Predatory Lending Practices Law and Legal Definition

Predatory" is a term used in lending contracts. Lenders following predatory lending practices target vulnerable consumers like women or those who do not qualify for conventional loans. Predatory lending has one of the following characteristics:

• The target group will be mainly the elderly or those with very low income.

• The cost or loan terms at closing are not what you initially agreed to.

• Aggressive sales tactics.

• Repeated refinancing options over short periods of time enabling the lender to collect additional/penal fee. This strips the homeowners' equity from their homes.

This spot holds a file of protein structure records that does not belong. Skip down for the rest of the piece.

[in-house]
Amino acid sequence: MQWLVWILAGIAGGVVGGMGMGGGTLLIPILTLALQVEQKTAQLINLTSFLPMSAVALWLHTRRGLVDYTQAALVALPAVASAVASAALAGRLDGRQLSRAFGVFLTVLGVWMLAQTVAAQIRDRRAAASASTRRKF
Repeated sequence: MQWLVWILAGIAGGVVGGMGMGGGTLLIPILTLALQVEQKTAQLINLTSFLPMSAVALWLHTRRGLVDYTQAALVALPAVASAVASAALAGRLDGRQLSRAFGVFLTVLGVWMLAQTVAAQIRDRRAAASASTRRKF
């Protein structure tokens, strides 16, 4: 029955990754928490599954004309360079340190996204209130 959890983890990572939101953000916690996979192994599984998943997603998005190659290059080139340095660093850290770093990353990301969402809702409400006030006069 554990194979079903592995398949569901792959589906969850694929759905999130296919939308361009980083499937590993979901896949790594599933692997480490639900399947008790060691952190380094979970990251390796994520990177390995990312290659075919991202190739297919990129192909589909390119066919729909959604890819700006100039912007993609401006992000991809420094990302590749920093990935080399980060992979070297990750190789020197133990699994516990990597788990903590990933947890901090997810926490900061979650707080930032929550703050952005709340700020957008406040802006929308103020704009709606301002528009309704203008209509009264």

• The lending will not be in tune with the borrower's ability to repay. The lender's focus will be foreclosure.

• The borrower is blind to many underlying truths. There may be a lot of misrepresentations on the nature of loan, the amount of payment. The transaction will be packed with high fees which will be hidden from the borrower's eyes.

The aggressive sales tactics trick borrowers, mostly the uninformed groups, into accepting unfair loan terms. The federal remedies available to victims of predatory lending are: the Truth in Lending Act (TILA), the Real Estate Settlement Procedures Act (RESPA), the Home Ownership and Equity Protection Act (HOEPA), which is a 1994 addition to TILA, the Equal Credit Opportunity Act (ECOA), the Fair Housing Act, and the Federal Trade Commission Act. State remedies can be found in State Unfair and Deceptive Trade Practices Acts, common law fraud and unconscionability, and Special State Anti-predatory Lending Statutes.